Spatiotemporal signal propagation in complex networks
A major achievement in the study of complex networks is the realization that diverse systems, from sub-cellular biology to social networks, exhibit universal topological characteristics. Yet, such universality does not naturally translate to the dynamics of these systems, as dynamic behaviour cannot be uniquely predicted from topology alone. Rather, it depends on the interplay of the network’s topology with the dynamic mechanisms of interaction between the nodes. Hence, systems with similar structure may exhibit profoundly different dynamic behaviour. We therefore seek a general theoretical framework to help us systematically translate topological elements into their predicted dynamic outcome. Here, we offer such a translation in the context of signal propagation, linking the topology of a network to the observed spatiotemporal spread of perturbative signals across it, thus capturing the network’s role in propagating local information. For a range of nonlinear dynamic models, we predict that the propagation rules condense into three highly distinctive dynamic regimes, characterized by the interplay between network paths, degree distribution and the interaction dynamics. As a result, classifying a system’s intrinsic interaction mechanisms into the relevant dynamic regime allows us to systematically translate topology into dynamic patterns of information propagation.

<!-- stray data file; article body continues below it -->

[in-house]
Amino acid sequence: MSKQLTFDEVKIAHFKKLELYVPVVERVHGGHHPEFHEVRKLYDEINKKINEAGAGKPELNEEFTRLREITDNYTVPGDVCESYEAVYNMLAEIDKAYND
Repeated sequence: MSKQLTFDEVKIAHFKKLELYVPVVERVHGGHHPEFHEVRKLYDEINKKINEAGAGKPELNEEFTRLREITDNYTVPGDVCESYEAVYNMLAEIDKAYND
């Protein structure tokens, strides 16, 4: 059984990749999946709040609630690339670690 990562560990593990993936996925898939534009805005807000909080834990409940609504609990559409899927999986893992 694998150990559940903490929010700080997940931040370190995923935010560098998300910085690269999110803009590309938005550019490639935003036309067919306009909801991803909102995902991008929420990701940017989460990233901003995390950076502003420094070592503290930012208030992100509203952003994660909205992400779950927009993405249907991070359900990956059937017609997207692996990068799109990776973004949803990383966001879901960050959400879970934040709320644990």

Hens, Chittaranjan; Harush, Uzi; Haber, Simi; Cohen, Reuven; and Barzel, Baruch, "Spatiotemporal signal propagation in complex networks" (2019). Journal Articles. 897.